The Thai economy is one of the most robust in Asia. In the 1960s it was a predominantly agricultural economy largely dependent on its rich produce of crops such as rice, cassava, maize, rubber, and sugar cane, along with its seafood production, primarily of shrimp. Its strategic location and bountiful natural resources has enabled the country to maximize trade opportunities. The 1980s to mid-1990s marked its boom years and its emergence as a diverse, modern, and industrialized economy.
The economy's growth can be attributed to several factors. First, Thailand has pursued a rational approach to industrialization. Prior to its attempt at industrialization, Thailand already had a stable agricultural sector which became the springboard for industrialization. In the 1960s, its first attempt at industrialization was characterized by the strategy of import substitution which centered mainly on food processing. Hence, Thailand used the produce of its agricultural sector to initiate a
A second important factor was Thailand's diversification of its economy. This is a pervasive trend in the development of the economy, which is rooted in the innate flexibility of the Thai people. This is exemplified by the stages of growth of the industrial sector which began with simple agri-based manufacturing, and steadily progressed to more sophisticated industries through the use of available resources such as rich natural resources and cheap labor. Diversification was also aided by huge inflows of foreign direct investment geared towards a wide range of products, namely electronics, chemicals, property, and processed food. In the 1980s, foreign direct investment totaled US$8 billion, with US$2.5 billion coming from Japan and the rest from Chinese, Korean, and American investors. In fact, 50 percent of the country's industrial output and 20 percent of its industrial workforce are attributable to foreign investors who are attracted by lower manufacturing costs, according to Thailand's Turn.
A third factor in Thailand's growth is government stability. The administration of Prime Minister Prem Tinsulanonda, which lasted from 1980 to 1988, developed a continuity in policies and programs that inspired the confidence of the private sector in both the government and the economy. This translated to a greater willingness to invest in the growing manufacturing industry and support further expansion of export activities.
Fourth, the dynamism of the private sector propelled export production. In 1981, a landmark policy was implemented which facilitated the formation of the Joint Public-Private Consultative Committee on Economic Problems that enabled businesspersons to influence public policy through their associations. This, in turn, led to an increased participation of the private sector in the development of state enterprises. Economic development in the country was largely propelled by the private sector, which invested heavily in industrial growth; the government had a limited role in determining the direction of the economy.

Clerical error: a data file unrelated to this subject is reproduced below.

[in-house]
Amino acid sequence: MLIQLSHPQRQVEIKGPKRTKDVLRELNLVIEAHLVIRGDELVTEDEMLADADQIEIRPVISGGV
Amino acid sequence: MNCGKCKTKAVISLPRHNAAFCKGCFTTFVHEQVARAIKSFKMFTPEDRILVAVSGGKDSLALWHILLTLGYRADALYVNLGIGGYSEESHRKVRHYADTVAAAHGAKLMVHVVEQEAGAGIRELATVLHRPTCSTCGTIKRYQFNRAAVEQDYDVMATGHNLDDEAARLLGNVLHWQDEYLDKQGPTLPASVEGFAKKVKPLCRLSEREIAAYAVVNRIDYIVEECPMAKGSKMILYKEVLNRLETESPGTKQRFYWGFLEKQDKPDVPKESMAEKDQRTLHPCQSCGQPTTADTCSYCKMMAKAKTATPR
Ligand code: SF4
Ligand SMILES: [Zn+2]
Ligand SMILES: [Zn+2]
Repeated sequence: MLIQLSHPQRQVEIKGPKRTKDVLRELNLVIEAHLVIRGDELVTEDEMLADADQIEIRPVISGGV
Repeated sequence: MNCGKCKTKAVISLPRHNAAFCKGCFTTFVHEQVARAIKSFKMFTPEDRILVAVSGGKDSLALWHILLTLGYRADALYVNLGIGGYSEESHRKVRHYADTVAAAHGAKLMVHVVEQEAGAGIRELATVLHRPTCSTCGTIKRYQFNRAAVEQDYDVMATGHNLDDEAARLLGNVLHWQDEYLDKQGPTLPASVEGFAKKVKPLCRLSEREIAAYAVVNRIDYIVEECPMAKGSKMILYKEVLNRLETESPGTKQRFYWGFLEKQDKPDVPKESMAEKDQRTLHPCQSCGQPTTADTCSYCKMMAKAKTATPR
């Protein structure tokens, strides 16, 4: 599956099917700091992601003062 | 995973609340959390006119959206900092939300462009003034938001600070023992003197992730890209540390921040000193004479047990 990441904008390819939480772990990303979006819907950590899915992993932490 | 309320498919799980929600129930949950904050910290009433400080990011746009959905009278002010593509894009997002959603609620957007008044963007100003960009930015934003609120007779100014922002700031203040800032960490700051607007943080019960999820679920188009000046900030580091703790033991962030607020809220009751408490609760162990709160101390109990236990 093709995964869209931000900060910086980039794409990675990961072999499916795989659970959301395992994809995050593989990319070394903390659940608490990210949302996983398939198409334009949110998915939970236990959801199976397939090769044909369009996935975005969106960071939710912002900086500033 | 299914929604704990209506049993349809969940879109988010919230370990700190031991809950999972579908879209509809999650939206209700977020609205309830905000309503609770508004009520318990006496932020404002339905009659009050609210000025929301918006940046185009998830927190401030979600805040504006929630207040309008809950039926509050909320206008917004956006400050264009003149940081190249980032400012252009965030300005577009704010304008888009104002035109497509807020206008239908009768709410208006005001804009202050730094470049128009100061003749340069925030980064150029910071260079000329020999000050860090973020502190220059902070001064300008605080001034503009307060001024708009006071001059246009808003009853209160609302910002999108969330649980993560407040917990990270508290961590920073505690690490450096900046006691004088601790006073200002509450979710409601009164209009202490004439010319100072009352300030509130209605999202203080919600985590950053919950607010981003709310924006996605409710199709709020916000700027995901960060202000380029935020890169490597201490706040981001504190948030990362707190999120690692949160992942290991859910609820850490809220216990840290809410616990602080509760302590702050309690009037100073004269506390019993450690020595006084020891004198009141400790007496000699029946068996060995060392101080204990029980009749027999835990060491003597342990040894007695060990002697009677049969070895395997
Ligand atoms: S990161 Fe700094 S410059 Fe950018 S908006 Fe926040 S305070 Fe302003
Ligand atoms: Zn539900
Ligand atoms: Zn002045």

These factors have contributed greatly to the growth of the country's major economic sectors, namely agriculture and fishing, manufacturing and industry, and services, particularly tourism. In 1991, 98.6 percent of all Thai business enterprises were mainly small and medium enterprises, accounting for 90.7 percent and 7.6 percent, respectively. The Ministry of Industry defines small-scale enterprises as those with a maximum of 50 employees with an equity of 10 million baht, while medium-scale enterprises employ 50-200 personnel and have an equity of 10-100 million baht.
The country's inability to produce oil has negatively impacted its growth, particularly during periods of oil crisis such as the world oil crisis between 1970 and 1979. The country's dependence on oil has been reduced with the discovery of its first natural gas field in the Gulf of Thailand in 1981. The country also taps alternative domestic sources of energy such as hydropower, liquefied natural gas, and coal. It is also in the process of studying the use of nuclear power.
At the end of 1990, the country's long-term external debt stood at about US$16 billion. However, annual debt service payments were only equivalent to 10 percent of the total earnings from exports, which means that the debt payments were manageable. The 1997 Asian financial crisis reversed this situation as the combination of US$90.5 billion in debt in 1996-97 and high levels of non-performing loans caused the near collapse of Thai-land's financial sector. The troubles of the financial sector spilled over to the other sectors of the economy which were dependent on the financial sector for credit. Banks had to set aside finances to cover loans which creditors were not able to pay, so they no longer had any money to lend borrowers who were capable of paying. This forced the government to increase its allocation for foreign debt payments to take the pressure away from the financial sector. This resulted in a significant increase in public sector debt, which was only equivalent to 4 percent of GDP in 1996 but rose to 18 percent of GDP by mid-1999.
To alleviate the effects of the crisis, the International Monetary Fund (IMF) gave Thailand a US$17.2 billion assistance package in August 1997. With the help of these funds, reforms in the financial sector were implemented along with the restructuring of the industrial and agricultural sector to increase productivity. Policy reforms to increase accountability and transparency, as well as social reforms to improve education, social services, and human resource development are also being implemented by the government with assistance from the IMF, the Asian Development Bank (ADB), the Overseas Economic Co-Operation and Development (OECD) Fund, and the World Bank.